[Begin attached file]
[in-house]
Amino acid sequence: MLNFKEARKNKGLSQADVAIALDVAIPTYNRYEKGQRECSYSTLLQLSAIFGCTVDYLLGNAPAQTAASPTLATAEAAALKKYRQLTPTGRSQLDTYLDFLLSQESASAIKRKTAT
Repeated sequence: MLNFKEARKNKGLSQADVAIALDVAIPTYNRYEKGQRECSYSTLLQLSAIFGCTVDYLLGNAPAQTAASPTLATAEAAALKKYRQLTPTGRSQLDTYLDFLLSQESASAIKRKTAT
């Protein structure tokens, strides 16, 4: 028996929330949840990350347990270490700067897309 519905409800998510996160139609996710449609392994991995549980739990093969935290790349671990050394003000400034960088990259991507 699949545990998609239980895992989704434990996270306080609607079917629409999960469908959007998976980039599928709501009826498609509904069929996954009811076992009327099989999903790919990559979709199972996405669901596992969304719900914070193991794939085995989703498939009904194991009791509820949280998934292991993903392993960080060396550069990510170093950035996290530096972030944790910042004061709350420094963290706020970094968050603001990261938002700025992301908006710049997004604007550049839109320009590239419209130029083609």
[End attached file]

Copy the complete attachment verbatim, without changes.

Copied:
[in-house]
Amino acid sequence: MLNFKEARKNKGLSQADVAIALDVAIPTYNRYEKGQRECSYSTLLQLSAIFGCTVDYLLGNAPAQTAASPTLATAEAAALKKYRQLTPTGRSQLDTYLDFLLSQESASAIKRKTAT
Repeated sequence: MLNFKEARKNKGLSQADVAIALDVAIPTYNRYEKGQRECSYSTLLQLSAIFGCTVDYLLGNAPAQTAASPTLATAEAAALKKYRQLTPTGRSQLDTYLDFLLSQESASAIKRKTAT
């Protein structure tokens, strides 16, 4: 028996929330949840990350347990270490700067897309 519905409800998510996160139609996710449609392994991995549980739990093969935290790349671990050394003000400034960088990259991507 699949545990998609239980895992989704434990996270306080609607079917629409999960469908959007998976980039599928709501009826498609509904069929996954009811076992009327099989999903790919990559979709199972996405669901596992969304719900914070193991794939085995989703498939009904194991009791509820949280998934292991993903392993960080060396550069990510170093950035996290530096972030944790910042004061709350420094963290706020970094968050603001990261938002700025992301908006710049997004604007550049839109320009590239419209130029083609």